Making Justice: Aarhus Shop Champions Fair Trade

Jutland Station / March 19, 2015

By Soyoun Park

The Fair Trade shop is located in Nørre Allé 7, Aarhus, Denmark. Photo: Soyoun Park

On March 12, the Human Rights Watch released a 140-page report detailing labour rights abuses in the Cambodian garment industry. Given the Cambodian government’s failure to enforce labour laws, this situation doesn’t appear to be changing any time soon. However, there is one man in Aarhus who believes people all over the world should be paid what they deserve. Jutland Station interviewed Poul Roed Kristensen, who has dedicated his life to raise awareness of fair trade across Denmark, in response to Human Rights Watch report.

Poul Roed Kristensen is passionate about human rights. Photo: Soyoun Park

When did you open this shop?

“The shop opened in 1993, so it has been 21 and-a-half years for me to work for this boutique. I have volunteered more than 40 years at the third world organisation called The Swallows in English, or U-Landsforeningen SVALERNE in Danish. There was the other organisation called the Third World Imports which imported coffee, tea, and honey on fair trading conditions. Together, we started this shop in Aarhus. At that time, we didn’t say fair trade. We said alternative trade.”

What do you mean “fair trade?”

“There was a discussion in the ’70s about what we called ‘New International Economic Order’ held by the United Nations and all of the people from third world. The third world people said they didn’t want aid, but wanted to trade in fair conditions by manufactured products for their own sake. Though the idea ended in nothing, some groups in U.S., Japan, Australia, and Europe started to make a new kind of trade called alternative trade. After 15 years the term changed into fair trade.

“The idea of fair trade is that poor people in the third world who make luxury products and send them to the developed countries should be better paid, since most of them earn nothing. Their children work because their families need money, but if you give these workers better earnings, then their children can go to school instead of working every day.”

Coffee is the second-highest selling product on world trade after oil. Photo: Soyoun Park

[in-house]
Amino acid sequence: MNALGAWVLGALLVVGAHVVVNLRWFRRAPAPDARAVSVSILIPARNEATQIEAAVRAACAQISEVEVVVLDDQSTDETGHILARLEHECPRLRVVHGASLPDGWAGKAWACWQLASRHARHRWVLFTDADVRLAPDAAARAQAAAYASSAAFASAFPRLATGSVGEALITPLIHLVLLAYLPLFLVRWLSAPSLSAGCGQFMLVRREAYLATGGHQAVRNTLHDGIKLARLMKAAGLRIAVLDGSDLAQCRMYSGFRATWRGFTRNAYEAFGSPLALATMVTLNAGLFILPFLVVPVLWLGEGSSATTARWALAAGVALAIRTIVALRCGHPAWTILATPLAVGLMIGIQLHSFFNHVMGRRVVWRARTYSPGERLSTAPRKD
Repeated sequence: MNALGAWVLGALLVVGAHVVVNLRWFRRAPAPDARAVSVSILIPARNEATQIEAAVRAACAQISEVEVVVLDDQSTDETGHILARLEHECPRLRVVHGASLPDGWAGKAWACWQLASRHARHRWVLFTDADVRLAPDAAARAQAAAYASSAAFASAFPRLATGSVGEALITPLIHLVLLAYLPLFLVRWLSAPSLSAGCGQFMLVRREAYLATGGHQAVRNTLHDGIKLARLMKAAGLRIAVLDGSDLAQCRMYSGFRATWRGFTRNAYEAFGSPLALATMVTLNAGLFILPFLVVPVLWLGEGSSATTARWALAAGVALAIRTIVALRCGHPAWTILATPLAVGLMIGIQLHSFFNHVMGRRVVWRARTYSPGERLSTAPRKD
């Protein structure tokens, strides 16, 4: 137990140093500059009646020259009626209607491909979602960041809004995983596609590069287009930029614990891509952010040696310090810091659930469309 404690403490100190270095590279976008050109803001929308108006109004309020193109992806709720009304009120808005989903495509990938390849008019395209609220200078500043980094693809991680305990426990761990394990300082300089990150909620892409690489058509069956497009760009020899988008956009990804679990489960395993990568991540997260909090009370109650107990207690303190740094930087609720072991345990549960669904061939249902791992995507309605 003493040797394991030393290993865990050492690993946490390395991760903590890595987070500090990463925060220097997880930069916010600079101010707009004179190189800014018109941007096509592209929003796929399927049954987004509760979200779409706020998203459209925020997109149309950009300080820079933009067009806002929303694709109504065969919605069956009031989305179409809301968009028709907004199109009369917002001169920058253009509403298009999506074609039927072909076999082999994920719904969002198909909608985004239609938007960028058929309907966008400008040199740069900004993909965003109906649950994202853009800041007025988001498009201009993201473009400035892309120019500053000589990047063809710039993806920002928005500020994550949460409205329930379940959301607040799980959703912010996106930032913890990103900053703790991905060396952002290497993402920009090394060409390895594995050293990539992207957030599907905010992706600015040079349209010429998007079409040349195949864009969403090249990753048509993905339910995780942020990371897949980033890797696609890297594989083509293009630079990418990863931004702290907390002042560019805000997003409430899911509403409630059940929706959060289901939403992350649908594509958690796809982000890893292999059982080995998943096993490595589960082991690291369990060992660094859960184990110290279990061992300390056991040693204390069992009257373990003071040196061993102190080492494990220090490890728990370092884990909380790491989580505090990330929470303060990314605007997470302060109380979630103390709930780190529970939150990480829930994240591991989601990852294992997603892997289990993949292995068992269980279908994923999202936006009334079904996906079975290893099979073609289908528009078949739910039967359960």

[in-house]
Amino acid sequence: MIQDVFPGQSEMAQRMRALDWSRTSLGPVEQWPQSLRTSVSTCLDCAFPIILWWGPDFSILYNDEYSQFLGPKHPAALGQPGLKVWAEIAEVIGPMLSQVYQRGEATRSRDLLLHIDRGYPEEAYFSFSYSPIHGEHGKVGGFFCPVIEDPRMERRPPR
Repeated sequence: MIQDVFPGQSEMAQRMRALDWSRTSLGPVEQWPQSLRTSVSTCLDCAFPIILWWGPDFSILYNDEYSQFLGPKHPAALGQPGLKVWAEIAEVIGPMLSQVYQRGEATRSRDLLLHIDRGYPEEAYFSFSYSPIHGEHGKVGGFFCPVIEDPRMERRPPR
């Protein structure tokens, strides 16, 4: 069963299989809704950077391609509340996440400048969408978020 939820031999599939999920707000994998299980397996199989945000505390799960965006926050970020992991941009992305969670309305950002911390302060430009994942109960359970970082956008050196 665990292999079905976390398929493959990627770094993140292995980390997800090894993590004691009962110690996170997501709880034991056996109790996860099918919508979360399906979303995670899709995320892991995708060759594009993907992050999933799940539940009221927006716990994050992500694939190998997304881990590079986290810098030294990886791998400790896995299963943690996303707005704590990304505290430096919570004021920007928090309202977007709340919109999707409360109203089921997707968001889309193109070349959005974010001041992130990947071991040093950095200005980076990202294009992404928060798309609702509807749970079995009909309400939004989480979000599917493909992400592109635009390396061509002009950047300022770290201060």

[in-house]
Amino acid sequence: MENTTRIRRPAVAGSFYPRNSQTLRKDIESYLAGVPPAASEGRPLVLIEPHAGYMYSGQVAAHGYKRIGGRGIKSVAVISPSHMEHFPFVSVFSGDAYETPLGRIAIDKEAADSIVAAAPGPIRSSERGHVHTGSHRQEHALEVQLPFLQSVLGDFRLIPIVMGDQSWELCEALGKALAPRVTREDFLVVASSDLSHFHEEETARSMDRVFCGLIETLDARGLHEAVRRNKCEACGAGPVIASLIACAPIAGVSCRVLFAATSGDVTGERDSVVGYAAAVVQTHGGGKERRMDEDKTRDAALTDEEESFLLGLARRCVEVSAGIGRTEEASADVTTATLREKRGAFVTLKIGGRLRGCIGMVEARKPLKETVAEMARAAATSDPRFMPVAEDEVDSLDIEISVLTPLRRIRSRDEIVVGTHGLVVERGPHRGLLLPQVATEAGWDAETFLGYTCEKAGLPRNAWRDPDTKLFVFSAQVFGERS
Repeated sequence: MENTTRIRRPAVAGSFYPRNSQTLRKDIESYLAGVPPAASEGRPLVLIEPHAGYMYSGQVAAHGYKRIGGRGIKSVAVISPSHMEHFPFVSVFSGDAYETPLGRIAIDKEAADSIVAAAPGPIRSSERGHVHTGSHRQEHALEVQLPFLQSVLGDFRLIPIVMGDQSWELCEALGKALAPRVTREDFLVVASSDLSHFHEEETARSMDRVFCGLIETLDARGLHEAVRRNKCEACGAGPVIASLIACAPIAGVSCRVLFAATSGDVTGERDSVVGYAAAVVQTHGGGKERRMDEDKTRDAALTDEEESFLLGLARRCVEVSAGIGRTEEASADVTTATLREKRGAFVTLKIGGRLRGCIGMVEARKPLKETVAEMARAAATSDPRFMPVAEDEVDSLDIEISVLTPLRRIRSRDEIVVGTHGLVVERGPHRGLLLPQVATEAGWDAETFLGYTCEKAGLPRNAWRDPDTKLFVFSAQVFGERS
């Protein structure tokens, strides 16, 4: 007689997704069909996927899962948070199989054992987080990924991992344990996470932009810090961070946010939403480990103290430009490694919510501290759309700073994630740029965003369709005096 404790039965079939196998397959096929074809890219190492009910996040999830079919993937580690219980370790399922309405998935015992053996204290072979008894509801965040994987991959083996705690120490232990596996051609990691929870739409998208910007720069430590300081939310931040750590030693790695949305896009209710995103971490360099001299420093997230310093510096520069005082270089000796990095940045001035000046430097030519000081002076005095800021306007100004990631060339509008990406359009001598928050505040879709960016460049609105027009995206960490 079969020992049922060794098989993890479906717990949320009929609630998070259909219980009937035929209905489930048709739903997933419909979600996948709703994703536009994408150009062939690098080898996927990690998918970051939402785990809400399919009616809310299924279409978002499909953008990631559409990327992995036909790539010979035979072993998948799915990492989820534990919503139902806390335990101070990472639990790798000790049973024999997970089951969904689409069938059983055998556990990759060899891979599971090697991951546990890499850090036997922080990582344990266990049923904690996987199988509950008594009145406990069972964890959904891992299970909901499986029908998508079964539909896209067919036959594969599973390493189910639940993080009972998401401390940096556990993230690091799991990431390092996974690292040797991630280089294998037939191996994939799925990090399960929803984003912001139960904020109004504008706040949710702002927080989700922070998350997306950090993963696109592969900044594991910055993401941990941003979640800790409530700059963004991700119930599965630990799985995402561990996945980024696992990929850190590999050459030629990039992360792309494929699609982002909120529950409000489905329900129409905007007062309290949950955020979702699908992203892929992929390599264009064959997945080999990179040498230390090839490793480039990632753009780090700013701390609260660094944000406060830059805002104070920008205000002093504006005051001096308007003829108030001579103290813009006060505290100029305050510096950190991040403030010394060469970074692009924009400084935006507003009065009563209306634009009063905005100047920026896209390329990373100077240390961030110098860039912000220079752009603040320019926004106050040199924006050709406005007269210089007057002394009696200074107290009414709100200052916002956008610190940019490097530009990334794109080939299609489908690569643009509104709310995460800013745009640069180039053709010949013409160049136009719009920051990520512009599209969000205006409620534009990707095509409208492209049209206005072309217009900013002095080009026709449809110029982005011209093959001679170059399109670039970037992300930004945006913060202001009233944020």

What do you and your groups do to promote fair trade?

“There are different kinds of fair trade in Denmark and also all over the world. For example, there is a fair trade mark that you can see on teas or other products. What we focus on is the people who make the products that we sell here. We consider not only the products but also the fair-trading process. For example, coffee is the second biggest product on world trade after oil, so there is a lot of money on coffee. Here, some big organisations and also the global conglomerates such as Nestle and Unilever can be involved. These companies don’t claim about the process but only the raw products. (However) we consider the process. Typically we cooperate with these associations and NGOs related to fair trade, but not with commercial companies.”

Have you read about the recent report on the labour rights abuses in Cambodia’s garment industry conducted by Human Rights Watch? What do you think about this?

“I have worked for Bangladesh for many, many years. Two years ago, there was a terrible catastrophe in a garment factory in Bangladesh and afterwards it was known worldwide. However, this kind of accident [has] happened many times in Bangladesh and another countries until now.

“We don’t claim that people in Bangladesh should have the same earnings as we have in Denmark. They could not sell their products if theirs was like that, not cheap. But their earnings and working environments should get better from year to year.”

Why have you volunteered for this for so long time?

“I ask myself why do I spend so many hours doing this quite often, and I don’t know. I guess it’s a feeling of social responsibility and a part of social engagement. Many people do human volunteering works in many countries and why do we do this? I think it’s because of a feeling of fairness about how people should treat each other. We have a strong feeling for that and that’s the main reason why I volunteer for fair trade.”

Customers may not always be fair trade-minded when purchasing goods, but the percentage of fair trade goods bought is increasing. Photo: Soyoun Park

How is the feedback from customers?

“There is a raising awareness, but maybe between 10 to 20% customers would think about fair trade when they buy something. So it’s a small part, but it is growing. However, it is important for us that fair trade is not a way of helping. Of course, helping can be a part of this but, primarily I try to push that fair trade is not a charity work.I and we would like to live in a world where there is justice, and where people are treated in a fair way. I feel this is a right way to pursue so I work for fair trade, which is a way of making justice.”